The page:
FIG. 3 shows the capacitor plates 12, 14 and the photoconductor belt 16 fashioned as cooperating electrode in a second switch status. The capacitor plates 12, 14 are electrically connected to one another in the second switch status. In that the first capacitor 13 was supplied with positive charge carriers with the assistance of the voltage supply unit 42 and the second capacitor 15 was supplied with negative charge carriers with the assistance of the voltage supply unit 44, the resultant charge after an electrical connection of the two capacitor plates 12, 14 is the charge difference as a result of a different capacitance of the two capacitors 13, 15. The charge difference causes a current I that is supplied to the evaluation arrangement 24. The evaluation arrangement 24 generates a voltage signal from the current signal. As already explained in FIG. 1, the evaluation unit 32 determines the layer thickness of the toner layer 38 from this voltage signal corresponding to the difference in capacitance of the two capacitors 13, 15.

Given the same effective area of the capacitor plates 12, 14 and the same distance of these capacitor plates 12, 14 from the cooperating electrode 16, the charge difference is 0 when a toner layer is not situated between one of the plates and the cooperating electrode 16. When a toner layer 38 is situated between a capacitor plate 12, 14 and the cooperating electrode 16, then the capacitance of the capacitor 13, 15 changes. Due to the different capacitances of the capacitors 13, 15, a charge difference from which the layer thickness of the toner layer 38 is inferred is present at the time at which the toner layer 38 is not yet situated under the other capacitor 15 or, respectively, is no longer situated under the other capacitor 13.

The change in capacitance of the capacitors because of the toner layer 38 results from the change of the dielectric, i.e. from the change of the layered dielectric, of the respective capacitor when the toner layer 38 is conveyed through between the capacitor plate and the cooperating electrode. With apparatus 10, thus it is particularly changes in the layer thickness of the toner layer 38 as well as the layer thickness of the toner layer 38 itself that can be determined. The charge difference as a result of different capacitances of the capacitors 13, 15 is amplified with the assistance of the evaluation arrangement and converted into a voltage signal. Care must be exercised to see that no or only few outside charges falsify the measured result in the amplification and conversion. The voltage signal is then amplified and filtered with the assistance of the evaluation arrangement 24. Using this resultant signal, the evaluation unit 32 determines the layer thickness or the change in the layer thickness of the toner layer 38.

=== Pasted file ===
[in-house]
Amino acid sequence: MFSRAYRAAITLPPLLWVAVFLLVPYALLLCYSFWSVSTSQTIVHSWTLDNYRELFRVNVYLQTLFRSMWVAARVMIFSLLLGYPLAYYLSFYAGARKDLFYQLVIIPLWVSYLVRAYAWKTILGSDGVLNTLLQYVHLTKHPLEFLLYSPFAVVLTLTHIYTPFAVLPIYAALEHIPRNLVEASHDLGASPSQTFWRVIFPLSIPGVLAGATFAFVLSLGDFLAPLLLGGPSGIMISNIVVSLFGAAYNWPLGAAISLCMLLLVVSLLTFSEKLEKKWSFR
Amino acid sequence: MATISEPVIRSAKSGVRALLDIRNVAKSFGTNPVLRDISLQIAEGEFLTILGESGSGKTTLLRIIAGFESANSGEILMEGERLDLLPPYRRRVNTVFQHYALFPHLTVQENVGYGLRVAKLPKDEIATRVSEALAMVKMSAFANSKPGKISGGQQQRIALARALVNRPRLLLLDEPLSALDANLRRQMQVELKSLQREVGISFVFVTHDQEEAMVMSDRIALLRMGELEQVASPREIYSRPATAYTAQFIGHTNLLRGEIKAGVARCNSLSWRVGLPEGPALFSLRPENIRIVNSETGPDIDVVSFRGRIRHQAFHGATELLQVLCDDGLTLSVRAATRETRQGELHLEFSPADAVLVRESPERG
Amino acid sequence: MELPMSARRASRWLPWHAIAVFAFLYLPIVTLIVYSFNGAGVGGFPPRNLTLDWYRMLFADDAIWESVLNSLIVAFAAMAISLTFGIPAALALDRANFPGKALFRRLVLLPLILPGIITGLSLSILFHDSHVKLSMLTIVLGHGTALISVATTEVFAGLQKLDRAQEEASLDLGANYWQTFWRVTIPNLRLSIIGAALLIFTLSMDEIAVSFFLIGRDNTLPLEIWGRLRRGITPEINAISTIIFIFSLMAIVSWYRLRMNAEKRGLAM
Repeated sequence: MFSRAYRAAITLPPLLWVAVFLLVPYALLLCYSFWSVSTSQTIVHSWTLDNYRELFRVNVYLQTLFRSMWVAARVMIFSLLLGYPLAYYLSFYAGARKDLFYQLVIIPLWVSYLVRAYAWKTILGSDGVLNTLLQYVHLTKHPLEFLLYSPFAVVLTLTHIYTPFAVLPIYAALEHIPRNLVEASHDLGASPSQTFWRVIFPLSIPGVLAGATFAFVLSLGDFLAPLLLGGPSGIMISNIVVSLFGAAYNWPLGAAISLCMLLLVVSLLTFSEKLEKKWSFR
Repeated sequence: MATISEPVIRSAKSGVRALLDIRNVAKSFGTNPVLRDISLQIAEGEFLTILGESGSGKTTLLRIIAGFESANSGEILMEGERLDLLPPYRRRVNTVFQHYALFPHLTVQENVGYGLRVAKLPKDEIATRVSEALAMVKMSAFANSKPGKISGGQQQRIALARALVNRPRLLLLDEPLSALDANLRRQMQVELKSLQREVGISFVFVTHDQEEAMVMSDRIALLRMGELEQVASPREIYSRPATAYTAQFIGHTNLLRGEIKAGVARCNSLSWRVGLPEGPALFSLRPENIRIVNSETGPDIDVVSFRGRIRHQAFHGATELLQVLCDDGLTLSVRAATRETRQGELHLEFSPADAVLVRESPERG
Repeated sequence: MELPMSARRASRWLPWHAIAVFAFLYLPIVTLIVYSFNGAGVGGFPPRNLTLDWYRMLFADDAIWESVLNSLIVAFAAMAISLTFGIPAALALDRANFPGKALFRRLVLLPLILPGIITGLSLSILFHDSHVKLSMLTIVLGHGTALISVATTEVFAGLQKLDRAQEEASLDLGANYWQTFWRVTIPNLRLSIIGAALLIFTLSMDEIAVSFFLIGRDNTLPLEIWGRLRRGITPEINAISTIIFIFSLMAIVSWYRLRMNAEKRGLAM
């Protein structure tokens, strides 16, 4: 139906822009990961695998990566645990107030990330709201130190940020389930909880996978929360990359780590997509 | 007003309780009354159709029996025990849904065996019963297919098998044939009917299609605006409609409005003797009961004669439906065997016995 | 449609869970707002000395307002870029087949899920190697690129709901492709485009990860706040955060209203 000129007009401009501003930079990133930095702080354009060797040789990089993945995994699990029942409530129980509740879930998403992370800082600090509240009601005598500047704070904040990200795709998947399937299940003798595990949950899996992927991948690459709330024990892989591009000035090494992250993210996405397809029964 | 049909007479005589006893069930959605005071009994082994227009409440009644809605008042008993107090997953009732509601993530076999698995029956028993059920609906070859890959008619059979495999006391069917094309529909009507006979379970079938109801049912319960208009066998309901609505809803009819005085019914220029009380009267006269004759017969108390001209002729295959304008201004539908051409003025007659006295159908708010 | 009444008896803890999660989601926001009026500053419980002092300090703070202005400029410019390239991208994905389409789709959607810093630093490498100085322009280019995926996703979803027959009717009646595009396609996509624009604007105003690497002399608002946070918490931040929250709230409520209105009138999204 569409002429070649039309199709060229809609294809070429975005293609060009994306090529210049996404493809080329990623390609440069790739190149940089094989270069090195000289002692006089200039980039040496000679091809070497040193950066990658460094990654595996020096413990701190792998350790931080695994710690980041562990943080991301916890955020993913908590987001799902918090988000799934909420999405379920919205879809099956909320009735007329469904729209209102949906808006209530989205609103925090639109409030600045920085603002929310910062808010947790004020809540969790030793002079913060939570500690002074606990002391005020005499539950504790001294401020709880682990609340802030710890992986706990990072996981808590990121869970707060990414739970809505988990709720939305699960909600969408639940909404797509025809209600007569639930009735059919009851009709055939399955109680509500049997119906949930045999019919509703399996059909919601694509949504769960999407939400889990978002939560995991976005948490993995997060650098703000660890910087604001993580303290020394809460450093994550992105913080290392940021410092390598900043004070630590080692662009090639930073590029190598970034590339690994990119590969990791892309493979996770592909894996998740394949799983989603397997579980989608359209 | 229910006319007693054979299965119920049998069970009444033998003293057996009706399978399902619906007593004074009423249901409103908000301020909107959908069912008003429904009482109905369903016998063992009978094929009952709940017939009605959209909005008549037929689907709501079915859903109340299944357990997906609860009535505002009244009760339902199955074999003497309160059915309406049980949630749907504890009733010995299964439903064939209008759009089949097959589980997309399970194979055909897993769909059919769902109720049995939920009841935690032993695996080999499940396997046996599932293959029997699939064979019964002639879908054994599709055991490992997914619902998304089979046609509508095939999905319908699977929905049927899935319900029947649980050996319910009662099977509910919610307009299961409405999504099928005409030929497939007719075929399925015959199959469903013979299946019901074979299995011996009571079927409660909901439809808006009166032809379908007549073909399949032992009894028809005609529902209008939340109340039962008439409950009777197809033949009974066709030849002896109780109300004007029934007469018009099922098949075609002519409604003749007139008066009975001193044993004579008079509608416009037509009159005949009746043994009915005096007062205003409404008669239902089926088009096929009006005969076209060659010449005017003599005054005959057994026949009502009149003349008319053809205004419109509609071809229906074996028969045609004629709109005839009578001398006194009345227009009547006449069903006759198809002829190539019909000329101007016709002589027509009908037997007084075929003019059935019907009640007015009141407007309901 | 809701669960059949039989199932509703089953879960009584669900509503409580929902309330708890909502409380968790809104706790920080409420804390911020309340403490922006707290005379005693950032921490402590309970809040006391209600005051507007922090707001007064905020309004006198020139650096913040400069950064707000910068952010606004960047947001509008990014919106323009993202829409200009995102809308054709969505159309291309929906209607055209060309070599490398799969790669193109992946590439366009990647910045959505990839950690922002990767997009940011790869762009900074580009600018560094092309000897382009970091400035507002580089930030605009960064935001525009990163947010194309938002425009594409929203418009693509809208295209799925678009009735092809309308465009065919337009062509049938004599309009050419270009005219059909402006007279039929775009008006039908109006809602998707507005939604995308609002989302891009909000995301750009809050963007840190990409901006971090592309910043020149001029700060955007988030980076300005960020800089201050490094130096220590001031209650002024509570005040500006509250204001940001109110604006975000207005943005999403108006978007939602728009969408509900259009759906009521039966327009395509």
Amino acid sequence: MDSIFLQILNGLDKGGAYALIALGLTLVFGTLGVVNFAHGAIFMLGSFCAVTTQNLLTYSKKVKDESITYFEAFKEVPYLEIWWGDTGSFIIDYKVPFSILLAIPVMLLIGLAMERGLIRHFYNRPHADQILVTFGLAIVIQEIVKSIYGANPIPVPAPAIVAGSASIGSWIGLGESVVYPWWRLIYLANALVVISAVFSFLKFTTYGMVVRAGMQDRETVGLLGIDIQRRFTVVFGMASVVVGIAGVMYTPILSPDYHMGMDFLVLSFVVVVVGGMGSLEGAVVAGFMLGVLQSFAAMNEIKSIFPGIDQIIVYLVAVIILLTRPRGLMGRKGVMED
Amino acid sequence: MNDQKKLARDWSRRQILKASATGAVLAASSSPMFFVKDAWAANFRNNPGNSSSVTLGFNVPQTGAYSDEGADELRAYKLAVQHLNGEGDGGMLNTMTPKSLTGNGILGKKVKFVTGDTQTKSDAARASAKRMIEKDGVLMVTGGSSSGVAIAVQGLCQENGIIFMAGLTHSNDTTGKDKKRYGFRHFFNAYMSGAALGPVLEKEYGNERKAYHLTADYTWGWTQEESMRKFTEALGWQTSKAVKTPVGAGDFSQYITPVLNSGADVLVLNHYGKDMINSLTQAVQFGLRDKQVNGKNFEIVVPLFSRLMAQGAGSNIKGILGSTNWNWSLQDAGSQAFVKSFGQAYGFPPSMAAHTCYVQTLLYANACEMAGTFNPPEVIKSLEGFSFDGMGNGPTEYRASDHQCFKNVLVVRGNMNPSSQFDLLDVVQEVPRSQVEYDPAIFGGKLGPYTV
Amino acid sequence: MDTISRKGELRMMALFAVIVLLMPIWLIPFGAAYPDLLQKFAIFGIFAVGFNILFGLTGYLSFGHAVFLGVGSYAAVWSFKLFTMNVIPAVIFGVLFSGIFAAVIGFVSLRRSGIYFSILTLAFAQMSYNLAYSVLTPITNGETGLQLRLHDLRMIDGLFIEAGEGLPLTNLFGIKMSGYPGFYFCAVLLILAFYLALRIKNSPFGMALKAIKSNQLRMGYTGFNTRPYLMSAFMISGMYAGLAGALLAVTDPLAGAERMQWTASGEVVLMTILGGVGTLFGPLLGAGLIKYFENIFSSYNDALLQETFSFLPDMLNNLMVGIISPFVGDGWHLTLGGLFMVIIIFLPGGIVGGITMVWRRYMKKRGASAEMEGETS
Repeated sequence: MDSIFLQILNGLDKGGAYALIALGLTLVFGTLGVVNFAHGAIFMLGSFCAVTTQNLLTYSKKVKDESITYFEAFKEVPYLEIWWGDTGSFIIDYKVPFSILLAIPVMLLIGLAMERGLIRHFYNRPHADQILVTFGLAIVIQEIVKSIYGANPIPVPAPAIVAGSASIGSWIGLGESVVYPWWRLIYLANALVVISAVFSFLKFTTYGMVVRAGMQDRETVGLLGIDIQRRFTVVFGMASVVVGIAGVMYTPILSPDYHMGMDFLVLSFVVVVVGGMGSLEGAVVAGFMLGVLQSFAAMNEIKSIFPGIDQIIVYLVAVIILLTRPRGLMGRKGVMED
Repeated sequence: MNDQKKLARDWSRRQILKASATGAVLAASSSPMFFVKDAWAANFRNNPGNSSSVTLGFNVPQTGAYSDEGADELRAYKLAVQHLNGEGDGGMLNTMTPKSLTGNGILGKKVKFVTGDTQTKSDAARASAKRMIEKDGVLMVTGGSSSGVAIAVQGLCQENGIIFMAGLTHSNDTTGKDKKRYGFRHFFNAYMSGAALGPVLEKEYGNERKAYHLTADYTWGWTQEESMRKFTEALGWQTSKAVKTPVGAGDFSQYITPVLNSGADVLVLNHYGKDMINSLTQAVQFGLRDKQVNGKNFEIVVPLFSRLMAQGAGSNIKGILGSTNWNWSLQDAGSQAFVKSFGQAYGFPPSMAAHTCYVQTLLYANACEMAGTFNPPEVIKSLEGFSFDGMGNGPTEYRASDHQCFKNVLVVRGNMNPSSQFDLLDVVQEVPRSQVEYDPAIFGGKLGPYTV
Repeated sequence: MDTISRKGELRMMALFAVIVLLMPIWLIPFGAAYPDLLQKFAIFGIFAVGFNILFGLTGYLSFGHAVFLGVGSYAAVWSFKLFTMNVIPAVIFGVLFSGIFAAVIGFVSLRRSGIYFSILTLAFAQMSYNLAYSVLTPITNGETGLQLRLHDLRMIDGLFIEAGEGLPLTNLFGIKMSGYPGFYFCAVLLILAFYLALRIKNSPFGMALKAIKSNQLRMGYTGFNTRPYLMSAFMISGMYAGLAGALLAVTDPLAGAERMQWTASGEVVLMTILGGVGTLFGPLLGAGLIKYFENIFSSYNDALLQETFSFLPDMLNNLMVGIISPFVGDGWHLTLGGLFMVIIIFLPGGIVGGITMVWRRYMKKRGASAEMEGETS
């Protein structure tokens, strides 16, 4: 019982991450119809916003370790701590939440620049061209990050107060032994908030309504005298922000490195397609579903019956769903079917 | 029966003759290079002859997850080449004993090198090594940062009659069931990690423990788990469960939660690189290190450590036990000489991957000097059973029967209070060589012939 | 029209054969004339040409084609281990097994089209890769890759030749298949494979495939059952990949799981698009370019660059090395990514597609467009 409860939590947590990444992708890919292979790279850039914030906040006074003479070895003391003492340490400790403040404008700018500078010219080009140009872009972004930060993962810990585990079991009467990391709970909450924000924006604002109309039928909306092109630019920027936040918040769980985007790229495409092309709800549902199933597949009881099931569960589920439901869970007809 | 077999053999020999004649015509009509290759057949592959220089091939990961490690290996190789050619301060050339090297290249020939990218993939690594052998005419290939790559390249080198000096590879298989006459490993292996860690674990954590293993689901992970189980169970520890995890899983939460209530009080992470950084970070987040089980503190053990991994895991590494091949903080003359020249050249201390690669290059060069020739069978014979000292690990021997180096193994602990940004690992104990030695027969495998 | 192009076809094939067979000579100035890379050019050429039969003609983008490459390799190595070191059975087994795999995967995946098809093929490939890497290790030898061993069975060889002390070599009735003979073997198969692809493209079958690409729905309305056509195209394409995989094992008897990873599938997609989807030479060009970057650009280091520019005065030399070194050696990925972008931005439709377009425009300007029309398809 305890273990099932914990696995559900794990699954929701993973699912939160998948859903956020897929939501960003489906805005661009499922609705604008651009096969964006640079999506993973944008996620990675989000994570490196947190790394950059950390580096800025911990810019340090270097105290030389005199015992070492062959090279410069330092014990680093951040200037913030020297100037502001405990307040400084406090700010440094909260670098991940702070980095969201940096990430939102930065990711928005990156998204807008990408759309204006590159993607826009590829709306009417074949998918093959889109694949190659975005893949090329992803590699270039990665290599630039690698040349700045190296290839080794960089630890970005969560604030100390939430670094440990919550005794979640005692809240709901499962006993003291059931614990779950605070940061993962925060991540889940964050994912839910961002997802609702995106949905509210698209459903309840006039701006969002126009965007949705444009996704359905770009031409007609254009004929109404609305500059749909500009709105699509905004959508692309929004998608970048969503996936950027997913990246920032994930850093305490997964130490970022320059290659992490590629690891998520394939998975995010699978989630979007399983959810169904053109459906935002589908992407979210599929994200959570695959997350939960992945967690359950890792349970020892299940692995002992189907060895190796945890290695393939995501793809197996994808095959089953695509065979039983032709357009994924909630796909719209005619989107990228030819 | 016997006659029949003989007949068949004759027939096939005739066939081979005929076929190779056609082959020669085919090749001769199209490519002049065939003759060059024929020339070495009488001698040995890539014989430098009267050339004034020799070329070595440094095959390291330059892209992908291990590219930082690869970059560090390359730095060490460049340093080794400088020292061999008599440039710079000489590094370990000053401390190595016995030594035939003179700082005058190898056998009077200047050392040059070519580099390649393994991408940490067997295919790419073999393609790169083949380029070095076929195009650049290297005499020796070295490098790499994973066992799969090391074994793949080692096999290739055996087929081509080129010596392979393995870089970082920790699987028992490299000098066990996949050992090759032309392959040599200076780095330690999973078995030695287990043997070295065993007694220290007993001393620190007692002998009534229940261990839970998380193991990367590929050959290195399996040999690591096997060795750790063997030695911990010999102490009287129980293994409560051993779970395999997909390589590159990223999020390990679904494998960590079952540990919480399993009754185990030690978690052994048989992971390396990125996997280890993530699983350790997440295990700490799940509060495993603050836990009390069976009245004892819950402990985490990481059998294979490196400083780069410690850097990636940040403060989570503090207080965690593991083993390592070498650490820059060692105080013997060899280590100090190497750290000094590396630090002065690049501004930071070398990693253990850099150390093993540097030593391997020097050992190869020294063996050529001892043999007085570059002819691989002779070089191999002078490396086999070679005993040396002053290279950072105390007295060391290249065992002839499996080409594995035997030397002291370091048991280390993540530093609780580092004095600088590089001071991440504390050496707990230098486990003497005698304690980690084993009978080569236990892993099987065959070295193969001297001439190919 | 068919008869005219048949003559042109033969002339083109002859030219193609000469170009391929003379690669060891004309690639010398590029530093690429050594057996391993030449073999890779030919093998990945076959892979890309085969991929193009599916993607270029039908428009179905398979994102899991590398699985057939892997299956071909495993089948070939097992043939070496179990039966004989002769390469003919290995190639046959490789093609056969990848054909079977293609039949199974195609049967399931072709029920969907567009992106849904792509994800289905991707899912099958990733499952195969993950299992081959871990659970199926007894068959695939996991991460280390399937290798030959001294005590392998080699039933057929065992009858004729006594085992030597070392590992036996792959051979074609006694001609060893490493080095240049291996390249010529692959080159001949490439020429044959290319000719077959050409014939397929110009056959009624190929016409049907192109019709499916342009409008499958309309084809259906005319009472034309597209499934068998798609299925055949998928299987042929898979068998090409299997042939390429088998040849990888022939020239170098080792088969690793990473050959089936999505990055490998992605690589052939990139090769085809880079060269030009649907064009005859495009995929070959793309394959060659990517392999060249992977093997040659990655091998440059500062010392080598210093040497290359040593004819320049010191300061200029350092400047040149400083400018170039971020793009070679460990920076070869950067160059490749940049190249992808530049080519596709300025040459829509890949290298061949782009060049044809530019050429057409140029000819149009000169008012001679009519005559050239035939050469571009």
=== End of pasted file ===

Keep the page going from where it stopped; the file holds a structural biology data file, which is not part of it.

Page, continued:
FIG. 4 shows an arrangement for the drive of the capacitors 13, 15 for acquiring the layer thickness of the toner layer 38. The switch unit 26 is supplied with a square-wave signal 34 that is generated by the evaluation unit 32. The switch unit 26 contains a first switchover 46 that, dependent on the switch status, connects the first capacitor plate 12 to the first voltage supply unit 42 in the first switch status and to the evaluation arrangement 24 in the second switch status. The switch unit 26 also contains a second switchover 48 that connects the second capacitor plate 14 to the voltage supply unit 44 in the first switch status and connects the second capacitor plate 14 to the evaluation unit 24 in the second switch status. The capacitor plates 12, 14 are short-circuited in the second switch status, so that a charge carrier compensation occurs and only the charge carrier difference of the capacitors 13, 15 is supplied to the evaluation arrangement 24.

The switch unit 26 switches over between the first and second switch status in conformity with the square-wave signal 34 supplied by the further evaluation unit 34. The square-wave signal 34 preferably has a frequency in the range between 300 kHz and 1 MHz. Due to the conveying motion of the photoconductor belt 16, the toner layer 38 of the toner mark 39 is conveyed forward in arrow direction P1 between the photoconductor belt 16 and the capacitor plates 12, 14. The switching of the two switching statuses is also referred to as switched capacitor technique.